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Flash Review 3, 10-10: Unclear Except
in the Concept
Salisbury's Unrealized 'War'
By Chris Dohse
Copyright 2001 Chris Dohse
NEW YORK -- I came to Dana Salisbury's
"Stone's War (Against Loneliness and Human Separations from the Natural World)"
on Friday night with high expectations. A "site-specific multidisciplinary production"
housed in the Brooklyn complex of the Old American Can Factory and presented in
association with Dancing in the Streets and XO:Projects Inc, for this project
Salisbury had gathered a collection of veteran choreographers and performers whose
work I'd previously admired. A previous production co-directed by Salisbury and
awarded a Bessie was among my favorite performance experiences of the past few
years. Perhaps too much was therefore anticipated. Or perhaps handicapped by its
overtly profound motifs, "Stone's War," while containing moments of delight, wonder
and horror, eluded success.
Among the delights: After grouping
in a lounge behind the ticket table, the audience trouped through a series of
garage-like spaces up several stairs to an expanse of rooftop. Interiors and exteriors
promised a singular, brooding entertainment, with lunging shadows, echoing sounds,
unexpected confinements and vistas. Greeting us on the roof was Ariane Anthony
in a rag bag costume, hatted. Anthony spoke a sort of creation myth with themes
of separation and loneliness, adopting the postures of her various characters,
accompanied by a serendipitous wind and gibbous moon. Storytelling is well suited
to Anthony's naturally whimsical quality. We all donned conehead hats and became
a swamp of primordial shrubbery for her.
One of the wonders: Christopher Caines's
muscular choreographic phrases set to the ethereal sounds of the Cerddorion Vocal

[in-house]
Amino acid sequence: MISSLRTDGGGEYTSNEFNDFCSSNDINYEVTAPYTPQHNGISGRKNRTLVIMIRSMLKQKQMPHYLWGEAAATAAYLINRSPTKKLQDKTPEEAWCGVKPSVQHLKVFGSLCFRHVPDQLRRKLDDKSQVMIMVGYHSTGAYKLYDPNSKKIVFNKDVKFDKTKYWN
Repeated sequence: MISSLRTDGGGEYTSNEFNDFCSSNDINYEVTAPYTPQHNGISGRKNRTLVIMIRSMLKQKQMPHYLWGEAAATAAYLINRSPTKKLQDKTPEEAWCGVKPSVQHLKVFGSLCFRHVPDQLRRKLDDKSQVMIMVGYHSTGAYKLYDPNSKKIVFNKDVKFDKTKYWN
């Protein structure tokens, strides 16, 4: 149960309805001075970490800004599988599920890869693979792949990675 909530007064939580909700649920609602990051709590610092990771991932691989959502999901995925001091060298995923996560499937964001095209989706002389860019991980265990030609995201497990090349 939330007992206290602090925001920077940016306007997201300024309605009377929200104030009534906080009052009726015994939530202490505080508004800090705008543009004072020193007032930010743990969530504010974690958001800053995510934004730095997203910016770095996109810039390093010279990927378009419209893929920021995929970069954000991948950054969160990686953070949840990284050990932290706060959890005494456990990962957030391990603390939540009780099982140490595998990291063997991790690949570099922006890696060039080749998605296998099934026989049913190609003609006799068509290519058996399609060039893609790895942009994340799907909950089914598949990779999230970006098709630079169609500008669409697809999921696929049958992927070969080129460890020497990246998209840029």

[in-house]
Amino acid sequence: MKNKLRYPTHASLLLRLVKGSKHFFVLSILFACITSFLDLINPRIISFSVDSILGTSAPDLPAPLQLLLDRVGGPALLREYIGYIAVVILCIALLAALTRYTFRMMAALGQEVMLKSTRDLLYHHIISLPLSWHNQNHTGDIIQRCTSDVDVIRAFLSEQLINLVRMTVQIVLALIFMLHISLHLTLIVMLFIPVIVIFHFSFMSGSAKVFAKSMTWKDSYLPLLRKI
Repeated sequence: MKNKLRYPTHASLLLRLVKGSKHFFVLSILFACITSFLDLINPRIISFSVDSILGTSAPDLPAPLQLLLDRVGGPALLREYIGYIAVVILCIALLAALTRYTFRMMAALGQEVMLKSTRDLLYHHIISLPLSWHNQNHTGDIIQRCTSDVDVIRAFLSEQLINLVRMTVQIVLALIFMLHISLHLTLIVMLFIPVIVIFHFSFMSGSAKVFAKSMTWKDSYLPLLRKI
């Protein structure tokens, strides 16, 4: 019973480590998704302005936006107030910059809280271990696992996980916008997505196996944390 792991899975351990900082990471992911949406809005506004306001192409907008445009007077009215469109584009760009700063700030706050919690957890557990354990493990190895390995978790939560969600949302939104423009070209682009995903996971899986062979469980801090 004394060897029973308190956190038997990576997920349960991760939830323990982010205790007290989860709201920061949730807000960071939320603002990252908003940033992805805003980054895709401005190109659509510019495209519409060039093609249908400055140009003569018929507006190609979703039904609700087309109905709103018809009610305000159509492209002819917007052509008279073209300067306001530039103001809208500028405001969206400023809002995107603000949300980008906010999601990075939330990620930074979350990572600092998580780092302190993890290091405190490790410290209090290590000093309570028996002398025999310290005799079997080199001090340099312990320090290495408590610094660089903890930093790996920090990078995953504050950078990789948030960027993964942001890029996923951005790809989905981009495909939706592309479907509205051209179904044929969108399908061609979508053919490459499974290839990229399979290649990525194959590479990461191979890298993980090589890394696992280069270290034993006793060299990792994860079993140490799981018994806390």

Ensemble under the cramped ceiling of a loft's corner room. A text taken by Caines
from Salisbury's source material, Gerald Vizenor's novel "Dead Voices," was projected
on the ceiling's beams. The singers dialed cell phones. Dancer Christopher Woodrell
had painted his toenails. As if ripped from all our thoughts, ‰"War or Peace‰"
in bold face, hovering above us, swam out of focus for there was so much delirious
dancing to be watched.
Two horrors: An orb-shaped basket
(created by Kyle McCarthy, Paul Rice, Kerry Coutu and Markus Maurette) opening
its middle to display a cat's asshole. Deke Weaver's distorted visage projected
on a garage door. Later, Weaver's sneering, oily charm as the "Exterminator."
DD Dorvillier's self-involved solo
rambling made a limp finale. The parking lot itself cast a more haunting spell.
Severally, the evening's fragments formed no meaningful whole. Neither Salisbury's
intention nor Vizenor's narrative became clear until a post-show subway reading
of the program. Then there was a moment of "Aha!" But in this solitary imagination,
the "new communities" described in Salisbury's artistic statement remained conceptual
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